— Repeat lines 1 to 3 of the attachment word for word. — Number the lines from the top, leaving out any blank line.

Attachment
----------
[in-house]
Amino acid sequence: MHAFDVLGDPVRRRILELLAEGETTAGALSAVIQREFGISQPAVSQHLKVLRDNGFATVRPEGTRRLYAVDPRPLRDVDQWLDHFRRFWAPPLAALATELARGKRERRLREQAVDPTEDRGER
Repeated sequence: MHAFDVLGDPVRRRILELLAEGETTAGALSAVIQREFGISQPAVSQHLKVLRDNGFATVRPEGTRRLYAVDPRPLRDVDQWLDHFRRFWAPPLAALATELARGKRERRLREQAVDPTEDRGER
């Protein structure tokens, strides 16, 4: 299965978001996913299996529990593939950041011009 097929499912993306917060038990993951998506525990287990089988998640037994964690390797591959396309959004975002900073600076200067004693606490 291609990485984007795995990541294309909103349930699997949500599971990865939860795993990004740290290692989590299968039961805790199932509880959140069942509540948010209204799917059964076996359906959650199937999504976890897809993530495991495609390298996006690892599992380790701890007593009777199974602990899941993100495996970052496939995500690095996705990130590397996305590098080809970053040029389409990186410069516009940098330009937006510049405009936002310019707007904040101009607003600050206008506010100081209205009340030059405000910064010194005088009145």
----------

[in-house]
Amino acid sequence: MHAFDVLGDPVRRRILELLAEGETTAGALSAVIQREFGISQPAVSQHLKVLRDNGFATVRPEGTRRLYAVDPRPLRDVDQWLDHFRRFWAPPLAALATELARGKRERRLREQAVDPTEDRGER
Repeated sequence: MHAFDVLGDPVRRRILELLAEGETTAGALSAVIQREFGISQPAVSQHLKVLRDNGFATVRPEGTRRLYAVDPRPLRDVDQWLDHFRRFWAPPLAALATELARGKRERRLREQAVDPTEDRGER